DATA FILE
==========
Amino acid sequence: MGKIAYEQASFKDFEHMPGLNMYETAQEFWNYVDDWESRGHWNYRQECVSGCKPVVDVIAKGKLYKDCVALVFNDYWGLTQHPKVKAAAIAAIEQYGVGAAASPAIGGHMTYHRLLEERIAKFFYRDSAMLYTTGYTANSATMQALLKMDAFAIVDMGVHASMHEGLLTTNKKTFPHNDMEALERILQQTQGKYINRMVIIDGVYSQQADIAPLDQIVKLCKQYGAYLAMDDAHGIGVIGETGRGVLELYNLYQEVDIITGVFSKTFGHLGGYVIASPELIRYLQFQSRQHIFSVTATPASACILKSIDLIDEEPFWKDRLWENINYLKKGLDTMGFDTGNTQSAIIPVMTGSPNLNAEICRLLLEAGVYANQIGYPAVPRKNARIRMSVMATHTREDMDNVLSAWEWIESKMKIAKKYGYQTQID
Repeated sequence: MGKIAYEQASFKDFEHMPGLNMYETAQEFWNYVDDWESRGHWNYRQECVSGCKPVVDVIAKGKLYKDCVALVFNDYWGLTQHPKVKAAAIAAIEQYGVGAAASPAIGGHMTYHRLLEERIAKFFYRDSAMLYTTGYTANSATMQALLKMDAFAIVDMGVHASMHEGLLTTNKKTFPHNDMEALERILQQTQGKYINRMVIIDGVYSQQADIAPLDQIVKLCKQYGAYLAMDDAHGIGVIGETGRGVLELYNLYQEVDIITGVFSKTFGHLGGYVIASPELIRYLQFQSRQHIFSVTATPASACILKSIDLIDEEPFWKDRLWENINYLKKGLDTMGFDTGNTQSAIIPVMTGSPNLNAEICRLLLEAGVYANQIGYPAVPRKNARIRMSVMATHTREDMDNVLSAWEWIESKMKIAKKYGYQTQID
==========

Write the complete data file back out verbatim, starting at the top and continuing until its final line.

Amino acid sequence: MGKIAYEQASFKDFEHMPGLNMYETAQEFWNYVDDWESRGHWNYRQECVSGCKPVVDVIAKGKLYKDCVALVFNDYWGLTQHPKVKAAAIAAIEQYGVGAAASPAIGGHMTYHRLLEERIAKFFYRDSAMLYTTGYTANSATMQALLKMDAFAIVDMGVHASMHEGLLTTNKKTFPHNDMEALERILQQTQGKYINRMVIIDGVYSQQADIAPLDQIVKLCKQYGAYLAMDDAHGIGVIGETGRGVLELYNLYQEVDIITGVFSKTFGHLGGYVIASPELIRYLQFQSRQHIFSVTATPASACILKSIDLIDEEPFWKDRLWENINYLKKGLDTMGFDTGNTQSAIIPVMTGSPNLNAEICRLLLEAGVYANQIGYPAVPRKNARIRMSVMATHTREDMDNVLSAWEWIESKMKIAKKYGYQTQID
Repeated sequence: MGKIAYEQASFKDFEHMPGLNMYETAQEFWNYVDDWESRGHWNYRQECVSGCKPVVDVIAKGKLYKDCVALVFNDYWGLTQHPKVKAAAIAAIEQYGVGAAASPAIGGHMTYHRLLEERIAKFFYRDSAMLYTTGYTANSATMQALLKMDAFAIVDMGVHASMHEGLLTTNKKTFPHNDMEALERILQQTQGKYINRMVIIDGVYSQQADIAPLDQIVKLCKQYGAYLAMDDAHGIGVIGETGRGVLELYNLYQEVDIITGVFSKTFGHLGGYVIASPELIRYLQFQSRQHIFSVTATPASACILKSIDLIDEEPFWKDRLWENINYLKKGLDTMGFDTGNTQSAIIPVMTGSPNLNAEICRLLLEAGVYANQIGYPAVPRKNARIRMSVMATHTREDMDNVLSAWEWIESKMKIAKKYGYQTQID